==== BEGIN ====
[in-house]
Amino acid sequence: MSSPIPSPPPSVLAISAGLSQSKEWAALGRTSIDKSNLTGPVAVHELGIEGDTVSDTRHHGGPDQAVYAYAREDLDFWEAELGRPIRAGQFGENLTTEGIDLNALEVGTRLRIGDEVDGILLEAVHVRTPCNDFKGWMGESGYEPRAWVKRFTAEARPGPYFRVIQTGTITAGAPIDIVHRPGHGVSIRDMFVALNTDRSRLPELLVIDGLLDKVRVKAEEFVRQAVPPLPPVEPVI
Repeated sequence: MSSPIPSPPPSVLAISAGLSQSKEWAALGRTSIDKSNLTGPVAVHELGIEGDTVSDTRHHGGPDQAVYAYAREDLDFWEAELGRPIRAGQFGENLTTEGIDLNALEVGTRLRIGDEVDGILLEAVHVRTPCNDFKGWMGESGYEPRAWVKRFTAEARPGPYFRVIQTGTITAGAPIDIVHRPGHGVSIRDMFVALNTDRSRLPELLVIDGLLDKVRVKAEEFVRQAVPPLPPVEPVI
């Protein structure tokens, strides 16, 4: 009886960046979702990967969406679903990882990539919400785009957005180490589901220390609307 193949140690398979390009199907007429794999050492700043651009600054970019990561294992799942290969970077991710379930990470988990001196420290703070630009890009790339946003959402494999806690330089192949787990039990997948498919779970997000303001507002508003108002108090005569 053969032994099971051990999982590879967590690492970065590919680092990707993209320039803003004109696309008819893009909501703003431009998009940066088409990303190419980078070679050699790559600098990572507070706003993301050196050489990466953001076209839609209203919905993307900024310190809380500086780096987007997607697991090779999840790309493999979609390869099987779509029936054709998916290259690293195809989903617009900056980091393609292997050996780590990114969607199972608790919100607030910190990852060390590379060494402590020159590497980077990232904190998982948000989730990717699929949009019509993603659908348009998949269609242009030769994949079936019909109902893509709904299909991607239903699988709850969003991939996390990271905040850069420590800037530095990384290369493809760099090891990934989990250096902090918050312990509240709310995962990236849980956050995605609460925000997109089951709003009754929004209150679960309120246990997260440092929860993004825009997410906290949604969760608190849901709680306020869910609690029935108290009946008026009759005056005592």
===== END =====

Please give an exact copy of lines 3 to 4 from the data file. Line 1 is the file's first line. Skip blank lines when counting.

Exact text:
Repeated sequence: MSSPIPSPPPSVLAISAGLSQSKEWAALGRTSIDKSNLTGPVAVHELGIEGDTVSDTRHHGGPDQAVYAYAREDLDFWEAELGRPIRAGQFGENLTTEGIDLNALEVGTRLRIGDEVDGILLEAVHVRTPCNDFKGWMGESGYEPRAWVKRFTAEARPGPYFRVIQTGTITAGAPIDIVHRPGHGVSIRDMFVALNTDRSRLPELLVIDGLLDKVRVKAEEFVRQAVPPLPPVEPVI
């Protein structure tokens, strides 16, 4: 009886960046979702990967969406679903990882990539919400785009957005180490589901220390609307 193949140690398979390009199907007429794999050492700043651009600054970019990561294992799942290969970077991710379930990470988990001196420290703070630009890009790339946003959402494999806690330089192949787990039990997948498919779970997000303001507002508003108002108090005569 053969032994099971051990999982590879967590690492970065590919680092990707993209320039803003004109696309008819893009909501703003431009998009940066088409990303190419980078070679050699790559600098990572507070706003993301050196050489990466953001076209839609209203919905993307900024310190809380500086780096987007997607697991090779999840790309493999979609390869099987779509029936054709998916290259690293195809989903617009900056980091393609292997050996780590990114969607199972608790919100607030910190990852060390590379060494402590020159590497980077990232904190998982948000989730990717699929949009019509993603659908348009998949269609242009030769994949079936019909109902893509709904299909991607239903699988709850969003991939996390990271905040850069420590800037530095990384290369493809760099090891990934989990250096902090918050312990509240709310995962990236849980956050995605609460925000997109089951709003009754929004209150679960309120246990997260440092929860993004825009997410906290949604969760608190849901709680306020869910609690029935108290009946008026009759005056005592």